One of my readers has asked “are Natural Gas cars really cleaner?” Well, what do you think? Many people believe that CNG stands for “Clean Natural Gas” but it actually stands for “Compressed Natural Gas”, no doubt a result of clever marketing. CNG is compressed methane (CH4) gas, which is extracted from the ground, often along with oil. CNG is not to be confused with LNG, which stands for “Liquid Natural Gas.” The main difference is that LNG is liquid wheras CNG is gaseous. Natural Gas is usually transported as LNG because it is less voluminous, but it is also more costly to cool it enough to make it liquid.
Anyway, is it actually cleaner than gasoline? If you didn’t get a chance to read my “AskPablo: The Tailpipe Mystery” you might want to go back and read it first.
OK, did you do it? Well, here we go… Methane, CH4, has molar mass of 16g/mol. When CH4 is combined with O2 and combusted it makes H2O and CO2. CO2 has a molar mass of 44g/mol. One kg of CH4 contains 62.5 mol (1000g / 16g/mol) and results in 2750g of CO2 (62.5 mol x 44g/mol), or 2.75kg of CO2 per kg of CH4. If you recall the result of “AskPablo: The Tailpipe Mystery” 1kg of gasoline creates 3.087kg of CO2. So, CNG creates less CO2, per kg of fuel. End of story? No, not quite.
Since CNG and gasoline don’t have the same energy density we can’t make such a simple comparison. Gasoline has an energy density of 44MJ/kg, while CNG has an energy density of 55MJ/kg. So, while CNG creates only 89% as much CO2 as gasoline (2.750/3.087), when compared by energy density CNG creates only about 71.5% as much CO2.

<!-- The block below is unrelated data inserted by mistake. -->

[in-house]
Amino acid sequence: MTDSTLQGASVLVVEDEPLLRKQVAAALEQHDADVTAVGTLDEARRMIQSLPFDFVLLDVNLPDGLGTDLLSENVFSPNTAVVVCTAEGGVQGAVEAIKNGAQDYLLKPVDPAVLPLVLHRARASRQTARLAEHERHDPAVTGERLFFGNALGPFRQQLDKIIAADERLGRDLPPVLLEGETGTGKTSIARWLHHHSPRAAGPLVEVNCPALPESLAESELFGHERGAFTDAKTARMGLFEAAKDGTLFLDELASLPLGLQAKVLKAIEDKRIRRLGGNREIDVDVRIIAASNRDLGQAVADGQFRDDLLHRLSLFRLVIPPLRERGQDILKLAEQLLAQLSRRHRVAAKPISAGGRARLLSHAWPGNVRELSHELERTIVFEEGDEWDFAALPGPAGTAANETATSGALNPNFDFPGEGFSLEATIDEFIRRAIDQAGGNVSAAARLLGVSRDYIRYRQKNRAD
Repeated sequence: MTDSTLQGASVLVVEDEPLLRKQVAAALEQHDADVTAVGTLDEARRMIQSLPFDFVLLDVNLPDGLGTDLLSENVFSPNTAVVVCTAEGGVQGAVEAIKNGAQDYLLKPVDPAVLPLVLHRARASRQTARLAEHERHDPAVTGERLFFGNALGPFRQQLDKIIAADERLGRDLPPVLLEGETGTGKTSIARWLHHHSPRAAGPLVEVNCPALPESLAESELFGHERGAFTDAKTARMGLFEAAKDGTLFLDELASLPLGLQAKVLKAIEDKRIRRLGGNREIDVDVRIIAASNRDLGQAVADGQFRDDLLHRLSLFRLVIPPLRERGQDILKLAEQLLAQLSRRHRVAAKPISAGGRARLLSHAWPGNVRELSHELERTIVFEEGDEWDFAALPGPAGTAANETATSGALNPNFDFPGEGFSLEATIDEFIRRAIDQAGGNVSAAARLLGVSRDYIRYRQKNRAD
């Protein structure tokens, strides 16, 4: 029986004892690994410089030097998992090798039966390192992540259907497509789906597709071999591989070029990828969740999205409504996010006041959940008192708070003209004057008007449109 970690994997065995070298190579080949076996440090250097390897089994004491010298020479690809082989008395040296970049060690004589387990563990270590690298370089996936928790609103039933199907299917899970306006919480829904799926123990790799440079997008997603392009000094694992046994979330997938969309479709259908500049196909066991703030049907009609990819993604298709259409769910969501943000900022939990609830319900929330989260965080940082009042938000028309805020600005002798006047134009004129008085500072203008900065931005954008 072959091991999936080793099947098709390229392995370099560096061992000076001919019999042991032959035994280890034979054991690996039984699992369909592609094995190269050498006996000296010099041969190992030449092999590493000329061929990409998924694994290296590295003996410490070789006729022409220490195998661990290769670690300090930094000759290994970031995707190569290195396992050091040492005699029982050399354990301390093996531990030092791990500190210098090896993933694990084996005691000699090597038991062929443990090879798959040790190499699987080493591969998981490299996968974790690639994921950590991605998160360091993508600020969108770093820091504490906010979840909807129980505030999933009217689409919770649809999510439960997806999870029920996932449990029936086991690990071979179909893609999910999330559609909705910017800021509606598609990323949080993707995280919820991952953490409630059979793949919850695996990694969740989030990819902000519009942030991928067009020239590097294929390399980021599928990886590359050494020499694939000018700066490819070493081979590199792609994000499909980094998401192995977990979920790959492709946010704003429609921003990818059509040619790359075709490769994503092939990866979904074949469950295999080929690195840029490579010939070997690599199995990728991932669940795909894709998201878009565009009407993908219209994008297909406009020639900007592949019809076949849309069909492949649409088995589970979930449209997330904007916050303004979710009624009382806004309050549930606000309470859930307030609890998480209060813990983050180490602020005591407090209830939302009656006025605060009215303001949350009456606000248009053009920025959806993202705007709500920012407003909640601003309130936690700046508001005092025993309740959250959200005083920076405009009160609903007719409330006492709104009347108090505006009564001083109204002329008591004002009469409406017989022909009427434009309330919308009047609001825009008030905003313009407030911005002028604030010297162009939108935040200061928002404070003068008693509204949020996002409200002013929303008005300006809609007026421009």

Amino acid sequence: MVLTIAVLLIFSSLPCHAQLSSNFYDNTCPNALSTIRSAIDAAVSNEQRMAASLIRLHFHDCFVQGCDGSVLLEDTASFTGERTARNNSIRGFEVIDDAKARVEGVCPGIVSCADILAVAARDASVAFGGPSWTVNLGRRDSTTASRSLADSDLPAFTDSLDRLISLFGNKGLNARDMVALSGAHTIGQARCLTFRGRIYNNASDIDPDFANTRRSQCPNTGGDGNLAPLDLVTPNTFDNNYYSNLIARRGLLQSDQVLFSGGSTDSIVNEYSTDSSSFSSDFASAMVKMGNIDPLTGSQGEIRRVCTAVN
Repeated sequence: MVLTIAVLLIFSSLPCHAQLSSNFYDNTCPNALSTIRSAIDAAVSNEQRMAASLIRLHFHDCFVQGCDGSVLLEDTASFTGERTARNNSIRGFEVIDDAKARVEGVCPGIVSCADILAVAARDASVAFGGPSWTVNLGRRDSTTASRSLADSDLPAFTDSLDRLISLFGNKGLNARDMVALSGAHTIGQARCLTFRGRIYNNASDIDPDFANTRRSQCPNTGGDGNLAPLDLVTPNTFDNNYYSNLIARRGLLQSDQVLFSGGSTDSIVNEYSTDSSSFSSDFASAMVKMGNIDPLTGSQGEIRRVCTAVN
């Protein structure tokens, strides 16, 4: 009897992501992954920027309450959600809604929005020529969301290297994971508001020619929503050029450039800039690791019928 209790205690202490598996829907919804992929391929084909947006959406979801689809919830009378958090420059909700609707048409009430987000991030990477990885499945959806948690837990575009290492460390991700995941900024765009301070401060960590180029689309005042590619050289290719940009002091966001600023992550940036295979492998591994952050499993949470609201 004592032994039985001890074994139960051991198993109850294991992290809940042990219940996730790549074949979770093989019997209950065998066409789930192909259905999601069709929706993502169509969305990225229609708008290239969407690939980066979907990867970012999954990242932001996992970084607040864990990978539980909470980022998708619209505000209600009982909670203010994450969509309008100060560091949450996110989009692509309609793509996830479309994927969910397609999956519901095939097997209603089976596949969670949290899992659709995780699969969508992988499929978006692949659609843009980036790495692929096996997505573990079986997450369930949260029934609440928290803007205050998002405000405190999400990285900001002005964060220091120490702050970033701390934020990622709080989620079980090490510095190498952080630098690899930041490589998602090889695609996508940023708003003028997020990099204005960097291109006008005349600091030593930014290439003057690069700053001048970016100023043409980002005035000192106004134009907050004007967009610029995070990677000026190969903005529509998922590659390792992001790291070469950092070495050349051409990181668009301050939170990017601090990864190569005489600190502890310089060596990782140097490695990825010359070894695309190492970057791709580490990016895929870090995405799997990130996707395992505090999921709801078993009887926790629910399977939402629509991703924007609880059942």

In “AskPablo: The Tailpipe Mystery” we assumed that my car averages 30 miles/gallon and I drive 18,000 miles per year. We calculated that I would need to buy 1,654 kg of fuel (30,000 km / 18.14 km/kg). Based on the factor that I derived this amounts to carbon dioxide emissions of 5,105kg, or roughly 5.1 metric tons. Now, if my car were powered by CNG my CO2 emissions would be 3,646kg, or 3.6 metric tons (the results from the DriveNeutral calculator are again quite close to this result). So, yes, the CNG fueled car is cleaner in terms of CO2 emissions. But there must be more to it…
Why yes there is… In addition to producing less CO2, CNG also creates less particulate matter and other types of emissions, such as NOx. Quantifying these other gaseous emissions of both CNG and gasoline will have to be left for a future column.
This discussion would not be complete if I didn’t mention a recent article in the newspaper of the Association of German Engineers (VDI). While the article states that CNG fueled cars emit 25% less CO2 than gasoline fueled vehicles ( 28.5% by my calculations) and up to 99% less particulate emissions, Prof. Hans Lenz maintains that CNG is not better. The reason is that there are significant emissions created in processing and transporting the fuel. Much of this comes from the process of liquefying the gas for transport in LNG tankers. So, in light of this information I will conclude that CNG-fueled cars emit less locally-harmful emissions (including locally emitted CO2) but the net CO2 emissions results are inconclusive.